Nebraska Legislature advances bill to ban gender-affirming care for youth
Vote to move LB574 ahead passed 30-17 with two senators voting ‘present, not voting’
LINCOLN, Neb. (WOWT) - Nebraska lawmakers on Thursday voted to advance LB574, which would ban gender-affirming care for youth.
The bill, known as the “Let Them Grow Act,” survived a 33-16 cloture vote before it passed General File 30-17 with two state senators — Tom Brandt of Plymouth and Jana Hughes of Seward — voting “present, not voting.”
Omaha State Sen. Kathleen Kauth said that State Sen. Mike Jacobson of North Platte was “instrumental” in the advancement of the bill.
“It was pretty clear for me from the people I talked to that we were 2, 3, or even 4 or 5 votes short with the bill in its current form,” Jacobson said. “So I did some work behind the scenes to try to find compromise.”
He said he did that by removing that part of the bill that would ban non-surgical gender-affirming care. In other words, he worked on gathering support for an amendment that would allow puberty blockers and hormone treatments.
“I found out what it was going to take from those individuals to support at least a cloture vote and get this bill at least across the finish line,” Jacobson said.
“We had agreed to put on the amendment to remove the puberty blockers and cross-sex hormones, and that was enough to get us there,” Kauth said.
Kauth opened Thursday’s session comments but Democratic opponents occupied the rest of the morning’s debate time on the Unicameral floor with more than a dozen consecutive bracket motions in order to prevent supporters from speaking at all ahead of the cloture vote.
It was an emotional morning as those at the mic read letters from medical professionals and parents while others shared their own personal experiences as parents and as LGBTQ+ community members themselves. More than one senator was brought to tears amid their allotted speaking time.
State Sen. Lynne Walz of Fremont spoke about her son’s serious depression after returning from Afghanistan. State Sen. Jen Day of Omaha talked about the struggles of being a kid amid a political climate that brings gender-affirming care into question. State Sen. Johh Frederickson of Omaha struggled at times to speak at all as he talked about how grateful he was for his parents’ acceptance.
Several of the lawmakers pleaded with their fellow state senators to either vote “no” or “present not voting” on cloture while indicating that if the bill were to advance, they plan to filibuster all other bills.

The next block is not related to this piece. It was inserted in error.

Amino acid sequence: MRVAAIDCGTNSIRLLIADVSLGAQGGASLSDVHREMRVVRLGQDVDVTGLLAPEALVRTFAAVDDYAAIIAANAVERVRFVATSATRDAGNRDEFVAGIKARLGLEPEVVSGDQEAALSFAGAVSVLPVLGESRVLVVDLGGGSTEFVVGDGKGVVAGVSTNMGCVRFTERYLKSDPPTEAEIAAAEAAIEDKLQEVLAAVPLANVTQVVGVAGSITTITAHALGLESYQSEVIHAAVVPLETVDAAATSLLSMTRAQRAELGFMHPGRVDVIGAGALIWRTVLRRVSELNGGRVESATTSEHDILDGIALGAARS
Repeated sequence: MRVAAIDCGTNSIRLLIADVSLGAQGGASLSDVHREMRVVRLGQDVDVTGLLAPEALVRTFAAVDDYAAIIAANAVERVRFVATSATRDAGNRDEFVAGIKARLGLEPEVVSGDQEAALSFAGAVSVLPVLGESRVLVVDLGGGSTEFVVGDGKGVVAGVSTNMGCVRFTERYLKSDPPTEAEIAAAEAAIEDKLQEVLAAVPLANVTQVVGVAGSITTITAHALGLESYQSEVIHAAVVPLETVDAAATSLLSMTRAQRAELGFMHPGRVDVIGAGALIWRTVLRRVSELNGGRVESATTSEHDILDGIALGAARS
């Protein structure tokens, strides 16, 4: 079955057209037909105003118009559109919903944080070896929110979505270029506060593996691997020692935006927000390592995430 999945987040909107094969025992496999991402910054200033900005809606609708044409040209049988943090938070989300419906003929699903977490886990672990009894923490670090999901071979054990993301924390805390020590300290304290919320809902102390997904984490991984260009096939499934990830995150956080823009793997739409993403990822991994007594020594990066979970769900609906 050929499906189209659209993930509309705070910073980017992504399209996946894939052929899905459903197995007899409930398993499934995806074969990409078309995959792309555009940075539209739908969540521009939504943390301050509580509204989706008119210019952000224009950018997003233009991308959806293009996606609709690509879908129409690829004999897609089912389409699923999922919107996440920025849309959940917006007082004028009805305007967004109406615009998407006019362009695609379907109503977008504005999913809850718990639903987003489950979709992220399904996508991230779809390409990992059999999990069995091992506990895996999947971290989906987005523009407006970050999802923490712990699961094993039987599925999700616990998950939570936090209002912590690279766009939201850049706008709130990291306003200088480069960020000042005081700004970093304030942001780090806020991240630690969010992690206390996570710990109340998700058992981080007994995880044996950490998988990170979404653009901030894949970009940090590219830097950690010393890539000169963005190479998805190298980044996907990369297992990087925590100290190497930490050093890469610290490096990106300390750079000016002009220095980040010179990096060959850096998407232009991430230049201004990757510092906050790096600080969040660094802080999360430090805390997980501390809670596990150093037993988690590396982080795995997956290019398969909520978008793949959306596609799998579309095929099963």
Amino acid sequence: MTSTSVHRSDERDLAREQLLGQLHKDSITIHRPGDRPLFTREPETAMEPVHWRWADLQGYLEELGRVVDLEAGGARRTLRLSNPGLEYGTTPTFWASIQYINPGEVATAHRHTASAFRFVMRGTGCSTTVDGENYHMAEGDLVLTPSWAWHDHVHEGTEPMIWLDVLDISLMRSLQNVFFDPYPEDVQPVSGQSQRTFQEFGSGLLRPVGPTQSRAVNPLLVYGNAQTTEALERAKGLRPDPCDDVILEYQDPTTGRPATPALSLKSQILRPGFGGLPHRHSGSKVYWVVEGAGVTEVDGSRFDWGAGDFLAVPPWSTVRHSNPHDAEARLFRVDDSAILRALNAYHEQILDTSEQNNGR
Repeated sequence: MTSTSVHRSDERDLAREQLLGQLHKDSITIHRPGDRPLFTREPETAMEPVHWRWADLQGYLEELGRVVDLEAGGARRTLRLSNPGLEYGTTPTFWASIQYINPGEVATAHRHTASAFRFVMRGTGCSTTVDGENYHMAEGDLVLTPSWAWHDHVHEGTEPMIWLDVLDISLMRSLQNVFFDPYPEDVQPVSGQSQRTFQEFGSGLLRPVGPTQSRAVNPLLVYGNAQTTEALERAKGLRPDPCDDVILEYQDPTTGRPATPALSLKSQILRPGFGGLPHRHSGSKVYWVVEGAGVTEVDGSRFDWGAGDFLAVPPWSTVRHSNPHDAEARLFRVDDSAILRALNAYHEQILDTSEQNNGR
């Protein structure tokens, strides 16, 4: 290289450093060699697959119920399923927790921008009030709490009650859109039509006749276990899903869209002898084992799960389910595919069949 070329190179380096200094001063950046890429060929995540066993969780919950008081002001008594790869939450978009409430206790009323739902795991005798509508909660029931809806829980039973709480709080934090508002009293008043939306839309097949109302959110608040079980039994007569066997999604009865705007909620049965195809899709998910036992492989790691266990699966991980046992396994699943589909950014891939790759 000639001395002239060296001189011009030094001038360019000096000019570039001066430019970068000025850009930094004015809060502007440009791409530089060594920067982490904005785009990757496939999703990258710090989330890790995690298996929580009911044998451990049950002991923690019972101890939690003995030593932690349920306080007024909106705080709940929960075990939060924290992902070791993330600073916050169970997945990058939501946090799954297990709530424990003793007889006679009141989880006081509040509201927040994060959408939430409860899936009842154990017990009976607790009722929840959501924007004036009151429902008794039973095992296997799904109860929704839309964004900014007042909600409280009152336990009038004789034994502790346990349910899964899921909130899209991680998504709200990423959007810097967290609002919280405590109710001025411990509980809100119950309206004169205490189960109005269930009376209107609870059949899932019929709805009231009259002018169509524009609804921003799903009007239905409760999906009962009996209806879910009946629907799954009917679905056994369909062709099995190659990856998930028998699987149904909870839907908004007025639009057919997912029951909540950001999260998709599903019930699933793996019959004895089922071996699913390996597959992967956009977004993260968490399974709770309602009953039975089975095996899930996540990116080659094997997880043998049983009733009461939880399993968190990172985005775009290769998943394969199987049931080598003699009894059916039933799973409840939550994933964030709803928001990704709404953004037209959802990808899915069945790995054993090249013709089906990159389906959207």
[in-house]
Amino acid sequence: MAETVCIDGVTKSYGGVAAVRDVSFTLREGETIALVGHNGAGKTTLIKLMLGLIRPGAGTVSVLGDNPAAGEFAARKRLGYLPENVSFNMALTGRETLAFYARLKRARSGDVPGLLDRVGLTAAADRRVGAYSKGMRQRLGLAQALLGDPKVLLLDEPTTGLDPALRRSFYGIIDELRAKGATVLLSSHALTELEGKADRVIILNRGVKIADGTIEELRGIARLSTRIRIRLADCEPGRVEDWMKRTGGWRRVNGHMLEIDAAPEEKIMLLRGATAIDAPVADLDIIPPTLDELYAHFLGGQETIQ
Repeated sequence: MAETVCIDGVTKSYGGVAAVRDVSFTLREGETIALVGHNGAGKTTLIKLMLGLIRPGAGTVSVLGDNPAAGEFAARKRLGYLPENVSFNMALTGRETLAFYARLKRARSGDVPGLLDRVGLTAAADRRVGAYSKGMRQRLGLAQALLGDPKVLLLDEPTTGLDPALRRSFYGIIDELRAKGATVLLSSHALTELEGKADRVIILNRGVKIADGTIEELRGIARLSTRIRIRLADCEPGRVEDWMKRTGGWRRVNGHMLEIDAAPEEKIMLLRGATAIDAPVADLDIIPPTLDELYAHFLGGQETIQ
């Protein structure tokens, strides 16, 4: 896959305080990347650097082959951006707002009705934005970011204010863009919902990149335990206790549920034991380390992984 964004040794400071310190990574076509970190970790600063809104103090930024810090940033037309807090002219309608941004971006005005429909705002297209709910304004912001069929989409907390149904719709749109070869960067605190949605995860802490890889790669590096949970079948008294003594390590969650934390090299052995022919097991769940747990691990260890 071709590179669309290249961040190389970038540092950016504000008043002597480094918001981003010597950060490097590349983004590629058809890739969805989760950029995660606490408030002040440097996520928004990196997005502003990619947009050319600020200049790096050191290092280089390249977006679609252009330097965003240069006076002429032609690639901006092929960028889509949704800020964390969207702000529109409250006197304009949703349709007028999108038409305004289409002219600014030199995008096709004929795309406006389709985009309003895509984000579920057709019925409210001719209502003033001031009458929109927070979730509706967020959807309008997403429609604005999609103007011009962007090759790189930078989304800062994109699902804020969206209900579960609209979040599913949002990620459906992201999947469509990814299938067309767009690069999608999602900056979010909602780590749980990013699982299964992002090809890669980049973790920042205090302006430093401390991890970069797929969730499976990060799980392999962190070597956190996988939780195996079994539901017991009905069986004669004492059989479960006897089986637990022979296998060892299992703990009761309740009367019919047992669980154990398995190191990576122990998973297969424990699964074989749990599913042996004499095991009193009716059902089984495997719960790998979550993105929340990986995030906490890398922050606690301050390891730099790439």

ABOUT THE FILIBUSTER
Debate on the controversial bill was scheduled for this week only after a weeks-long filibuster by Omaha State Sen. Machaela Cavanaugh that continues to make national headlines.
“You’re not going to get to vote on the amendment. You vote for this...you vote for this,” she said while pointing to herself.
Others indicated Thursday that they will be joining Cavanaugh in those efforts.
In asking for them not to advance LB574, Sen. Day urged her fellow lawmakers “to save the rest of this session. Because if it continues, Sen. Cavanaugh has several senators that are joining her in filibustering, including myself.”
State Sen. Megan Hunt of Omaha said the group was prepared to filibuster even their own bills.
“We’ve made it clear that this is a line in the sand; and people have said, ‘What if we go after your bills? What if we put a bunch of bills introduced by progressives up on the agenda? are you going to filibuster those too?’ Yeah. Yes,” she said.
Kauth said she knew another filibuster was coming if her bill continues forward: “It’s unfortunate, but there are procedural ways that we’ll handle it. We’re just going to be working long, long, long days and going into the night to get some more hours in.”
Debate on the bill began Tuesday, when Republican supporters of the bill attempted to end debate after only a few had been able to speak; and continued on Wednesday, with some senators raising legal concerns about the ban.
ADVOCATE GROUPS RESPOND
Several organizations have been keeping an eye on the week’s developments — here in Nebraska and elsewhere across the country, where similar laws have sparked legal battles. The ACLU of Nebraska told 6 News on Thursday that they’re paying close attention to how that situation is unfolding in Arkansas, but stopped short of indicating they would pursue similar legal action here.
They did note in social media posts that “this isn’t over.”
“We will never rule out an option to protect Nebraskans’ rights, and as senators have referenced during debate, the ACLU and ACLU of Arkansas are currently litigating a case on this exact issue,” said Sam Petto with the ACLU of Nebraska. “With that said, our focus right now is trying to prevent harm by stopping this bill in the legislature. We are laser-focused on that process.”
The ACLU of Nebraska noted in a release on Thursday following the Unicameral vote that a hearing on LB574 drew Nebraskans opposing the bill to the Capitol to testify in front of the committee before many were turned away.
“We will do everything in our power to ensure that our youth survive to become happy, healthy and successful adults,” Abbi Swatsworth, executive director of OutNebraska, said in a news release Thursday. “Trans people are brilliant, beautiful and resilient, and they belong here in our state.”
In response to the bill’s advancement, OutNebraska posted resources for transgender youth to contact if they were in distress.
“The implications of this bill should not be taken lightly,” the OutNebraska release states. “If LB574 passes into law, our state will become even more unsafe for transgender, non-binary and gender nonconforming Nebraskans.”
Correction: A previous version of this story contained an incorrect vote tally. 6 News regrets the error.
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